Your drawings aren't even that bad for a beginner. You should stop putting all your life plans solely on CalArts, I think. That's not even saying "You have no shot" but mainly that you're putting so much pressure on yourself to draw like these well known artists or CalArts students and hopefuls. It's really unfortunate, but it just doesn't work that way. It takes a lot of time. Oddly, I had the benefit of not even being into art that much when I first started life drawing so I didn't have this reference point to where I knew my drawings were horrible. I live literally two miles away from CalArts and had no idea what CalArts even was at the time, too.
I think the main problem with not going to life drawing classes is that you have no one to tell you how to think and what to do. You don't get the feedback you actually need to grow by asking for advice on random forums. So, yeah, it's very very important that you actually find some life drawing classes, whether by Googling "Life drawing classes in [location]" or calling up some art teachers at a nearby college and asking if it's okay to sit in on their class.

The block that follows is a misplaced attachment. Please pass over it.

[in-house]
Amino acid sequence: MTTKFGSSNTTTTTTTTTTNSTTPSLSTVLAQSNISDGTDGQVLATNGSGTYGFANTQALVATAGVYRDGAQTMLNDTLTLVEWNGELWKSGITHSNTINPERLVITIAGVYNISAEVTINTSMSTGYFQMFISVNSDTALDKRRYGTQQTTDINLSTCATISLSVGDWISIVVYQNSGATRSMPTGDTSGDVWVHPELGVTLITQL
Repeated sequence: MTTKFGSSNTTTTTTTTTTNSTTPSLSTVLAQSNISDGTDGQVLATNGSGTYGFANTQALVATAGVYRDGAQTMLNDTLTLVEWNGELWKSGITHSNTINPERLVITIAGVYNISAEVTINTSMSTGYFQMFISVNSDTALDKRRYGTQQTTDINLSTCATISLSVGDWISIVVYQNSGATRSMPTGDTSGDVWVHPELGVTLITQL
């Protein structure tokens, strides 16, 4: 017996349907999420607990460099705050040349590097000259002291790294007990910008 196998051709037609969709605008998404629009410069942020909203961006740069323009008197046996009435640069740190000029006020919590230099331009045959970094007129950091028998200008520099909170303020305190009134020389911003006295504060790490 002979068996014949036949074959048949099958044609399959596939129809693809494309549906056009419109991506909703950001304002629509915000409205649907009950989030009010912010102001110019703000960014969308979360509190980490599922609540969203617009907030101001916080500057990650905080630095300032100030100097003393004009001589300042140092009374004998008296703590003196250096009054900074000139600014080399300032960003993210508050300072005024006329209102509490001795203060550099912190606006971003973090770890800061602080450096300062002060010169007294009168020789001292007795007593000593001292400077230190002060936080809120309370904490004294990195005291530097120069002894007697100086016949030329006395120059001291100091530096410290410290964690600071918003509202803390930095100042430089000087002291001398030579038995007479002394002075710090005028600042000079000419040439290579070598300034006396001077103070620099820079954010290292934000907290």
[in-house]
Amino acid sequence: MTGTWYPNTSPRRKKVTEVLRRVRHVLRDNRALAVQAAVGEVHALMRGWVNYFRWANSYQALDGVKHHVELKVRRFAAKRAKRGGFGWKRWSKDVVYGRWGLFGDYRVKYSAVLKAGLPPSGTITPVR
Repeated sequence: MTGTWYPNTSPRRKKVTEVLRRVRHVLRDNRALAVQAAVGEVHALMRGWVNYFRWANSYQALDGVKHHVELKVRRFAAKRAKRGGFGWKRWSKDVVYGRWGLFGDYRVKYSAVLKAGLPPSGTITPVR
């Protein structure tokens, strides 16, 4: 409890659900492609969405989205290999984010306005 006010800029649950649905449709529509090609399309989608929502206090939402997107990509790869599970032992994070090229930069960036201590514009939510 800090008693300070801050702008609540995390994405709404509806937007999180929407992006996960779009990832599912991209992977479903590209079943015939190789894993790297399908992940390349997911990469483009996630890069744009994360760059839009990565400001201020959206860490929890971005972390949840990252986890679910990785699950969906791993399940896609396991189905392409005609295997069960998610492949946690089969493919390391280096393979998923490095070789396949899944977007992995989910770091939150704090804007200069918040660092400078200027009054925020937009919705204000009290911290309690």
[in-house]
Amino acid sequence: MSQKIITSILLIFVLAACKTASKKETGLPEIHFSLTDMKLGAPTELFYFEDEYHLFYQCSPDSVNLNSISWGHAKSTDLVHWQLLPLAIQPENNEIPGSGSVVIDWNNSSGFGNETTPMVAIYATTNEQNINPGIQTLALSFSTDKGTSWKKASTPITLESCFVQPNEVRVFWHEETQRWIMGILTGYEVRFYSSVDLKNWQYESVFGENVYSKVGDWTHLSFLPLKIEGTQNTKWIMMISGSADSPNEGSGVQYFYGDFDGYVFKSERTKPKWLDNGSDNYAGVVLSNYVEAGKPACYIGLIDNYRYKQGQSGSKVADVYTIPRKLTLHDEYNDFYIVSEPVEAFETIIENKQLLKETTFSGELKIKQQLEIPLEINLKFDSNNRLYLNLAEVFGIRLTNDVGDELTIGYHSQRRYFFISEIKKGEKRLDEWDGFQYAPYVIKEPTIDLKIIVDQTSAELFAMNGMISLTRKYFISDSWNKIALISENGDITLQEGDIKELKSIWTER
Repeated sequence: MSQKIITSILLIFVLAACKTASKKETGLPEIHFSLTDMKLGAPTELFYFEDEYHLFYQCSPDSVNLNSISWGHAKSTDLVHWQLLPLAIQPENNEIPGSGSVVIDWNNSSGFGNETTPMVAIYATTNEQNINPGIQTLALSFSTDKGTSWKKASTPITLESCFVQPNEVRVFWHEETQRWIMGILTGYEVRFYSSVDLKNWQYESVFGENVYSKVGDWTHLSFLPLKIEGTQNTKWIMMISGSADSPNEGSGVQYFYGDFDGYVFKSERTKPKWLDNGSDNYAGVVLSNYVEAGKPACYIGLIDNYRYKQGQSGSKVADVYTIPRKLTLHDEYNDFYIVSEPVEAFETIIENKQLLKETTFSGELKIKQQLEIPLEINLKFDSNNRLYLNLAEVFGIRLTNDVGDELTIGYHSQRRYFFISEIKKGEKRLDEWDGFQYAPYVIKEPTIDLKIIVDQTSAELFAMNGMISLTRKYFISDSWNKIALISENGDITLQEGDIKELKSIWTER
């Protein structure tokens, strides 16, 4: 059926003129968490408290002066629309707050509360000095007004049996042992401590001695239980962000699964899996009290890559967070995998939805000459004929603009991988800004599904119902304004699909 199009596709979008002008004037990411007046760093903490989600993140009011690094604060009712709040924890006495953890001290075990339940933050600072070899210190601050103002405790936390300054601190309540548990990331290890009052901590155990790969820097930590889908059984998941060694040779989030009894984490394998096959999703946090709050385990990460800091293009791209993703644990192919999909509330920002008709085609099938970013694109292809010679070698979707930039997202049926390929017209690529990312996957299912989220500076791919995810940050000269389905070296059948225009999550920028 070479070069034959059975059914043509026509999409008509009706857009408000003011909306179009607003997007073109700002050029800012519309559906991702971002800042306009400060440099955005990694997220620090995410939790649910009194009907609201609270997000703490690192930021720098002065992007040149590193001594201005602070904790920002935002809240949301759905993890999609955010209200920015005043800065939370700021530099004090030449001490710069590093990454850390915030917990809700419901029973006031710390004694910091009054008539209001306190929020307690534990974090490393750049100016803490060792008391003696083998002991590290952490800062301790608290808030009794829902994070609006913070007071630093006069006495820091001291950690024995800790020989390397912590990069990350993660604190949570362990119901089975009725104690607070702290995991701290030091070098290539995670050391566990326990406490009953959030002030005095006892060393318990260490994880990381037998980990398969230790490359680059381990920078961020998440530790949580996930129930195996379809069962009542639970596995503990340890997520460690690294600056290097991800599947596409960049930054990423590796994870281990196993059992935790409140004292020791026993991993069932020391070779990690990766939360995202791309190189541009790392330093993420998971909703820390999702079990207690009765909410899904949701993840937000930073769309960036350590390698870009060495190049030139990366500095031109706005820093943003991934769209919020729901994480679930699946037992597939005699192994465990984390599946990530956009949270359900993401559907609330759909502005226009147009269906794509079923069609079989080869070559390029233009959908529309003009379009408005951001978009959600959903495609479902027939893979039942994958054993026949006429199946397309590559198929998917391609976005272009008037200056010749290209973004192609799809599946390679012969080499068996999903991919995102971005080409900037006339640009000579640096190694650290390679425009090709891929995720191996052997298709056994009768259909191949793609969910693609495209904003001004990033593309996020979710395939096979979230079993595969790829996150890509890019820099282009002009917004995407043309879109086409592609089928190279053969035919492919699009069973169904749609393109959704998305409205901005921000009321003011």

Also if you have no access to life drawing classes because you're underage, that's even more reason to be positive.
One more thing... Stop being so hard on yourself.
I just looked through your sketchbook pictures again, and was kinda depressed that you actually write notes to yourself, some of them pretty negative. Your attitude about drawing goes a long way. It's okay to know your insecurities, but you need to have a positive attitude about your drawings. Like, even this thread title shows your attitude towards your work and it will only hinder you, not help, because you're stuck in your head.
I also just read your first post again and there was something very telling. "I'm new at drawing and need to get really good in three months." I know I said it before, but it seriously is impossible. The reality is that you'll never go from beginner's level to CalArts student from May to December 2012. You have not even be there in December 2013. I know it's very hard to hear, but that's just the reality of it. Every great artist has had their beginner's period, and they will all say that it's taken them an incredibly long time to get where they are. It doesn't hapeen overnight. Sorry. You should still apply though, because it'll be a positive experience and there's not many draw backs but your time, stress level, and the application fee. It's good to get in the habit of making the portfolio.
(And actual life drawing.)